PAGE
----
Background: Local drug delivery at angioplasty treatment sites may improve acute and long-term results after angioplasty. A new dual-purpose balloon angioplasty catheter containing intramural channels and exterior pores ('channeled balloon') was designed to allow local drug delivery at low pressure without jet streams during simultaneous balloon angioplasty.
Methods: Acute feasibility studies were performed in normal ex-vivo and in-vivo arteries (three canine arteries and three rabbits with normal iliac arteries), in which 2 ml of marker agents were locally infused at 2 atm during simultaneous angioplasty at 6 atm with the channeled balloon. Histology, radioactive counting, and autoradiography were performed to determine the intramural localization of the delivered markers. The in-vitro efficiency of acute local drug delivery was estimated in seven normal canine arteries by infusing 3H-heparin and radioactive counting.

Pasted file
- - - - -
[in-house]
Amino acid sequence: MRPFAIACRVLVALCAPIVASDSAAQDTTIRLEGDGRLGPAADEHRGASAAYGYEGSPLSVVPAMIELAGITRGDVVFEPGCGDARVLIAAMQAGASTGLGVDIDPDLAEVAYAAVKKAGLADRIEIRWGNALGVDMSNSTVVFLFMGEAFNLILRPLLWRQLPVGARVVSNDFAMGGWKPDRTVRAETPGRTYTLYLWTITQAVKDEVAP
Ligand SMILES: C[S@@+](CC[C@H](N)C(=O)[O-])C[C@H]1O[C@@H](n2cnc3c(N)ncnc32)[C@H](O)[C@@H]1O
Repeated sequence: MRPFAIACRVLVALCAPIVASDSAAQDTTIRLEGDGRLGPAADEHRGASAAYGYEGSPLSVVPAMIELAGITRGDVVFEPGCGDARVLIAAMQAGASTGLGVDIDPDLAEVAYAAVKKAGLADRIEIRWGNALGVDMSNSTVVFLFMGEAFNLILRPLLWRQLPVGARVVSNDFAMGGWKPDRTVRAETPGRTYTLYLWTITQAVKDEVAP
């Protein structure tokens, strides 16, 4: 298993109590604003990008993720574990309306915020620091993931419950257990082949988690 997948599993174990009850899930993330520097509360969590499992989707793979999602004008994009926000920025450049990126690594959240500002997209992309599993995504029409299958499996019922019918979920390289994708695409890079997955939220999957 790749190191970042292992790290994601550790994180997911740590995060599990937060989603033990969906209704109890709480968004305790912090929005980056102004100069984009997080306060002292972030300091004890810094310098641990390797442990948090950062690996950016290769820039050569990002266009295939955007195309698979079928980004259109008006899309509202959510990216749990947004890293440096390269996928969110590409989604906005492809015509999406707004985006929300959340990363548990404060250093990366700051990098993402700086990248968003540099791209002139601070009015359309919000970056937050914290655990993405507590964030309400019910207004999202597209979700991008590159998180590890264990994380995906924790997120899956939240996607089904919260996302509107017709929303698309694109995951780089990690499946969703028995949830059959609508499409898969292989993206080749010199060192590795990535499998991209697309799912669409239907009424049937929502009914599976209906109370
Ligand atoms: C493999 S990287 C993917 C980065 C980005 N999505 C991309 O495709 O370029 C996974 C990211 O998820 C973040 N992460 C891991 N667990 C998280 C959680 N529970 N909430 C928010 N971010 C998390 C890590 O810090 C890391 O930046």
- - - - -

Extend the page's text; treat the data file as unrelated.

Results: Histology revealed the presence of markers in the inner third of the media in all ex-vivo samples, and markers in all in-vivo iliac arteries except for one, whereas control segments had no intramural staining. Autoradiography documented transmural radioactive granules. Radioactive counts were 40- to 263-fold higher in those locally treated with the radioactive marker agent. Efficiency of the acute local delivery was estimated by dividing the actual counts by the expected counts; it ranged from 24 to 48%.
Conclusion: This study demonstrates that the channeled balloon is capable of delivering drugs locally at low pressure in adequate concentrations during simultaneous high-pressure balloon angioplasty in normal arteries.